“As companies expand worldwide, they are seeking out the best talent”, says Rezbuzz CEO Mark Sadovnick. “We are excited about this opportunity with WLC, to give their quality translators the resources to connect more effectively with companies for projects internationally, using our live video engagement platform.” 

In addition to providing their customized video resumes and profiles for the entire WLC translator and client database, Rezbuzz will host exclusive WLC webinars for clients and translators focusing on translation technology, translation job searches, best practice for translators and interpreters, as well as highly specialized sessions with experts in countless industries affected by the world of translation. Additionally, through the partnership with Rezbuzz, WLC will now be able to offer customized videos for all their corporate clients, in any language and dialect, anywhere in the world.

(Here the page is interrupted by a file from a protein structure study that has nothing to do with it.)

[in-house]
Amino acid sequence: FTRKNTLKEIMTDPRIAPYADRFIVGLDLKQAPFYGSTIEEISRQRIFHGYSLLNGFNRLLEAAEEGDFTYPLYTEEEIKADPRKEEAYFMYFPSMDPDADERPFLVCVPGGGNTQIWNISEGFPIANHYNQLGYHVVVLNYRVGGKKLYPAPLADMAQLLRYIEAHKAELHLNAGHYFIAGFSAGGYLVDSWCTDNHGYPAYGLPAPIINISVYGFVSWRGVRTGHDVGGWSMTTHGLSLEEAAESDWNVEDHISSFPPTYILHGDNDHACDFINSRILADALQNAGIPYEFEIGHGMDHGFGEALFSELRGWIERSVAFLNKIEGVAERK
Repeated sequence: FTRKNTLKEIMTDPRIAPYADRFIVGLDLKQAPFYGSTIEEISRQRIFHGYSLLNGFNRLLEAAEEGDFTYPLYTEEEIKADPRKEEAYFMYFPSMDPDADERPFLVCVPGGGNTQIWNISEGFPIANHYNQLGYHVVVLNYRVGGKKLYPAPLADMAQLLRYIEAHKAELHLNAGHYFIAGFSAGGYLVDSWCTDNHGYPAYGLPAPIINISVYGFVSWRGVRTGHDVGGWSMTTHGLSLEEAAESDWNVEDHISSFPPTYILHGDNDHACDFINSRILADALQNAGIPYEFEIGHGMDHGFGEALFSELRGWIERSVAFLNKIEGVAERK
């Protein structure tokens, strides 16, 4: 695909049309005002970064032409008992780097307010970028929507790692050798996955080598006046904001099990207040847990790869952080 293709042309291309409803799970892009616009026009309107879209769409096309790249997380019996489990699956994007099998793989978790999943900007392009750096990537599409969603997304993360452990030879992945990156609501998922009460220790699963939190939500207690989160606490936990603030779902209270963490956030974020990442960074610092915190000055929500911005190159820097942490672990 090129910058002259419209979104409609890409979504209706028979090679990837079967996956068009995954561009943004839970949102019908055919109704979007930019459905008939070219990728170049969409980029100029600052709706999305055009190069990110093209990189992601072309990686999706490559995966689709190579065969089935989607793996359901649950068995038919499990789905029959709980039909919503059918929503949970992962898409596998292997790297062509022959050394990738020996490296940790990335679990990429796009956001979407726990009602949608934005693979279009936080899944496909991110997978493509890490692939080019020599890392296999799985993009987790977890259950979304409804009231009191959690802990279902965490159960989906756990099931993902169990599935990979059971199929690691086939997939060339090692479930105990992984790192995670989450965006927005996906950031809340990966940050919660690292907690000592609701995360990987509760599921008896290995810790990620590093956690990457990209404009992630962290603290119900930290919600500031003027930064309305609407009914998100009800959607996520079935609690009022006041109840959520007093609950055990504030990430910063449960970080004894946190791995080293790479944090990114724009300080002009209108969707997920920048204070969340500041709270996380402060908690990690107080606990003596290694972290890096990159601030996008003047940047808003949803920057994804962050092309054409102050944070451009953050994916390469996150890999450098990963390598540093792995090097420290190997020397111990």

Rezbuzz COO Catherine Gray was also enthusiastic. “To partner with WLC, offering clients high caliber translation and customized videos to market their businesses on Rezbuzz and other ‘social media’, is a tremendous opportunity to connect people, products and services worldwide.” 

About Rez Buzz 

Rezbuzz creates, distributes and hosts online content utilizing social media, video services and conversion tools to increase an individual or business online visibility to promote business or professional growth. Individuals gain the advantage of differentiating themselves over their career life, from job search to business development. Companies set themselves apart in their innovative recruitment and branding of their people, products and services, impacting their results. Rezbuzz makes business personal. 
Visit or contact Sara Chung at 877-746-9001,for more information. 

About World Language Communications